E-book

Amazon's Kindle Keyboard e-reader displaying a page of an e-book

An electronic book (or e-book) is a book publication made available in digital form, consisting of text, images, or both, readable on the flat-panel display of computers or other electronic devices. [1] Although sometimes defined as "an electronic version of a printed book", [2] some e-books exist without a printed equivalent. Commercially produced and sold e-books are usually[ dubious ] intended to be read on dedicated e-reader devices. However, almost any sophisticated computer device that features a controllable viewing screen can also be used to read e-books, including desktop computers, laptops, tablets and smartphones.

In the 2000s, there was a trend of print and e-book sales moving to the Internet[ citation needed], where readers buy traditional paper books and e-books on websites using e-commerce systems. With print books, readers are increasingly browsing through images of the covers of books on publisher or bookstore websites and selecting and ordering titles online; the paper books are then delivered to the reader by mail or another delivery service. With e-books, users can browse through titles online, and then when they select and order titles, the e-book can be sent to them online or the user can download the e-book. [3] At the start of 2012 in the U.S., more e-books were published online than were distributed in hardcover. [4]

The main reasons for people buying e-books online are possibly lower prices, increased comfort (as they can buy from home or on the go with mobile devices) and a larger selection of titles. [5] With e-books, "[e]lectronic bookmarks make referencing easier, and e-book readers may allow the user to annotate pages." [6] "Although fiction and non-fiction books come in e-book formats, technical material is especially suited for e-book delivery because it can be [electronically] searched" for keywords. In addition, for programming books, code examples can be copied. [6] The amount of e-book reading is increasing in the U.S.; by 2014, 28% of adults had read an e-book, compared to 23% in 2013. This is increasing, because by 2014 50% of American adults had an e-reader or a tablet, compared to 30% owning such devices in 2013. [7]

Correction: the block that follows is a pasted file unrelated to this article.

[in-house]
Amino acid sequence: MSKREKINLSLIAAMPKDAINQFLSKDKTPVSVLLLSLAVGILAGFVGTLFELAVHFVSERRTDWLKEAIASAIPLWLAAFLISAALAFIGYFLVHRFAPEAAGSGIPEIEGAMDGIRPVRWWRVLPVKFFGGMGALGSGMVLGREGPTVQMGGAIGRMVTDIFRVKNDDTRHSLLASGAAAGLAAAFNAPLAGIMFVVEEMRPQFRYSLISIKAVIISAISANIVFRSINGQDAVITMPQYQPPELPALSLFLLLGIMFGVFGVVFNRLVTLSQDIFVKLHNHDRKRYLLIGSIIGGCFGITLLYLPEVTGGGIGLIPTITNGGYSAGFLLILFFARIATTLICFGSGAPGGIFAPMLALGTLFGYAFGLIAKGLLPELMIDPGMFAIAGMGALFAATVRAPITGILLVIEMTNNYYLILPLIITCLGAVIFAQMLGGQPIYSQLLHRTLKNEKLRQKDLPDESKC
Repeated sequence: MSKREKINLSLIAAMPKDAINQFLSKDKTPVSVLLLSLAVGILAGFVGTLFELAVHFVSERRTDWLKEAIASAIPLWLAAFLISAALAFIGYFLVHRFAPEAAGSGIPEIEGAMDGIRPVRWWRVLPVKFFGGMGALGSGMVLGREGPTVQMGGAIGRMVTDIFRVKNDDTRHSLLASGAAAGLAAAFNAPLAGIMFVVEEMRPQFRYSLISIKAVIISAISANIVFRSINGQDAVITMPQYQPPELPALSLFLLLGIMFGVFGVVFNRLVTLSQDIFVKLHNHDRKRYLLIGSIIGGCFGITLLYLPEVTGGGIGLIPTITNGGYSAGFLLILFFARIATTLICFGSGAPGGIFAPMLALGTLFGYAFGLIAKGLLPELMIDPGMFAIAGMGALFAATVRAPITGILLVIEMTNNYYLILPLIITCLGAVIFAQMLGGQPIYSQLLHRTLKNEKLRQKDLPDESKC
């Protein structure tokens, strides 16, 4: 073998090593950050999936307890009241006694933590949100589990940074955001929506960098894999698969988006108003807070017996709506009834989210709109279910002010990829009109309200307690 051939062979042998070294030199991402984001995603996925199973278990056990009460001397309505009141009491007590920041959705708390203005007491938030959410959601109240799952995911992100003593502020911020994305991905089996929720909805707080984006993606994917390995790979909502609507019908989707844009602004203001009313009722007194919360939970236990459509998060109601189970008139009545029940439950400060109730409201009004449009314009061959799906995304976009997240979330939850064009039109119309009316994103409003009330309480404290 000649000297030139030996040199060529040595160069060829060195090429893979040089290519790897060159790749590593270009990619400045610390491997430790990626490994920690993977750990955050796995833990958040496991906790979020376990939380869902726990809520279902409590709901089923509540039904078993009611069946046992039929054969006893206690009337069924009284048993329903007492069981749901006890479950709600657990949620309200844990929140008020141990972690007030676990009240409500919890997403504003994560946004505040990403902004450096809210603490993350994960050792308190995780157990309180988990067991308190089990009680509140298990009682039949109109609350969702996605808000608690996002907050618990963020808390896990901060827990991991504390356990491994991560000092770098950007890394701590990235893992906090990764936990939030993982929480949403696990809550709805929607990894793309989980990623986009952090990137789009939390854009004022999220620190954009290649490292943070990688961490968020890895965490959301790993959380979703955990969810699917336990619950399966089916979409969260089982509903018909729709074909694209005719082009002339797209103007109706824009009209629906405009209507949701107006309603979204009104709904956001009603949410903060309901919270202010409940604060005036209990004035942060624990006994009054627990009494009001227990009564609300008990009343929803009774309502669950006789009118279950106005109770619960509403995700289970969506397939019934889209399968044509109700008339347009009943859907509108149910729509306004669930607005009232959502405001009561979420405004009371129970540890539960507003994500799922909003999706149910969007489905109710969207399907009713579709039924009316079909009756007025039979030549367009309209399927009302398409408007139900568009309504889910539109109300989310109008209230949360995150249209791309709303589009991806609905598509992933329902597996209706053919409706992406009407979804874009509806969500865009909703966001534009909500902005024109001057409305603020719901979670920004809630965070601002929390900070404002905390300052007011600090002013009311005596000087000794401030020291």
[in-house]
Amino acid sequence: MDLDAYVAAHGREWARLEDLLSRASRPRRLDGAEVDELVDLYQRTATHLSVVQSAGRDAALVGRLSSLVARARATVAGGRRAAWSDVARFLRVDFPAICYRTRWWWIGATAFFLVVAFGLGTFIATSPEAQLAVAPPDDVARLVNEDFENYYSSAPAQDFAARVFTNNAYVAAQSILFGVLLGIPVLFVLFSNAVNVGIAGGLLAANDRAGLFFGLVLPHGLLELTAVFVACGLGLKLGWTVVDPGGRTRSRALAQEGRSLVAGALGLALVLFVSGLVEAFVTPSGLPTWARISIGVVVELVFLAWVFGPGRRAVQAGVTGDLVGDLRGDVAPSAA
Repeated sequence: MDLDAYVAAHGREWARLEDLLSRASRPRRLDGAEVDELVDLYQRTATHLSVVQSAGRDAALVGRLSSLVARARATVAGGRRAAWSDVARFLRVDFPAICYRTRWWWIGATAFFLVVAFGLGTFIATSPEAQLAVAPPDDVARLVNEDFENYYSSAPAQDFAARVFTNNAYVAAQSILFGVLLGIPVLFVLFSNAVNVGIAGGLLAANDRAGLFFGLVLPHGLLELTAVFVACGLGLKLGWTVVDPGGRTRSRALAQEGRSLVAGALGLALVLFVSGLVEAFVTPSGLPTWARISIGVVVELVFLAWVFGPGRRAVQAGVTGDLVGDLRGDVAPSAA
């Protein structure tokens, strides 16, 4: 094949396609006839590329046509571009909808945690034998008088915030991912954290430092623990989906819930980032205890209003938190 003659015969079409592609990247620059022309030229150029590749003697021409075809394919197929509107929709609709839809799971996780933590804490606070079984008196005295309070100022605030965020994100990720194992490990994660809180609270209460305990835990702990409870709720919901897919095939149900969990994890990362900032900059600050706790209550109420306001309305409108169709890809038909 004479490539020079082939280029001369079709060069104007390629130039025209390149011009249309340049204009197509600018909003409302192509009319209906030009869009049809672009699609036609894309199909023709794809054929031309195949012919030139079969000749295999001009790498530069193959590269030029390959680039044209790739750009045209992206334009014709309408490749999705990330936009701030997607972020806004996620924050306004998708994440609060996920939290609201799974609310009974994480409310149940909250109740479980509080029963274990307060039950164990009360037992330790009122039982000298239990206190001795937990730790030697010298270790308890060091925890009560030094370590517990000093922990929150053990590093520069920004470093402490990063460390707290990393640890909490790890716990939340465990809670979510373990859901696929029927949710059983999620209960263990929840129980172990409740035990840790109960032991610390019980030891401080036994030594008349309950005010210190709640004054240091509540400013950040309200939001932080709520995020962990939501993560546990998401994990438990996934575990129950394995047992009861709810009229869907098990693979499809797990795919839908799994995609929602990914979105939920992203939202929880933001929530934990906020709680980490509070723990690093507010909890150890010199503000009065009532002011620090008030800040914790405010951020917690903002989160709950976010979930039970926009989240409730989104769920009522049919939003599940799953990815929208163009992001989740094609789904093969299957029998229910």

Terminology

A woman reading an e-book on an e-reader.

E-books are also referred to as "ebooks", "eBooks", "Ebooks", "e-Books", "e-journals", "e-editions" or as "digital books". The devices that are designed specifically for reading e-books are called "e-readers", "ebook device" or "eReaders".

Other Languages
বাংলা: ই-বুক
Boarisch: E-Buach
bosanski: E-knjiga
Cymraeg: E-lyfr
dansk: E-bog
Deutsch: E-Book
eesti: E-raamat
Esperanto: Bitlibro
français: Livre numérique
Frysk: E-boek
furlan: E-libri
Gaeilge: Ríomhleabhar
한국어: 전자책
हिन्दी: ई-पुस्तक
hrvatski: E-knjiga
Bahasa Indonesia: Buku elektronik
íslenska: Rafbók
italiano: Ebook
Basa Jawa: Buku elektronik
Kurdî: E-pirtûk
magyar: E-könyv
македонски: Е-книга
മലയാളം: ഇ ബുക്ക്
मराठी: ई-पुस्तक
Bahasa Melayu: E-buku
Nederlands: E-boek
日本語: 電子書籍
norsk: E-bok
polski: E-book
português: Livro digital
română: E-book
Scots: E-beuk
සිංහල: ඊ-පොත්
Simple English: E-book
slovenčina: Elektronická kniha
slovenščina: Elektronska knjiga
српски / srpski: Електронска књига
srpskohrvatski / српскохрватски: E-knjiga
svenska: E-bok
தமிழ்: மின்னூல்
татарча/tatarça: Электрон китап
తెలుగు: ఈ-పుస్తకం
Türkçe: E-kitap
українська: Електронна книга
Tiếng Việt: Sách điện tử
中文: 電子書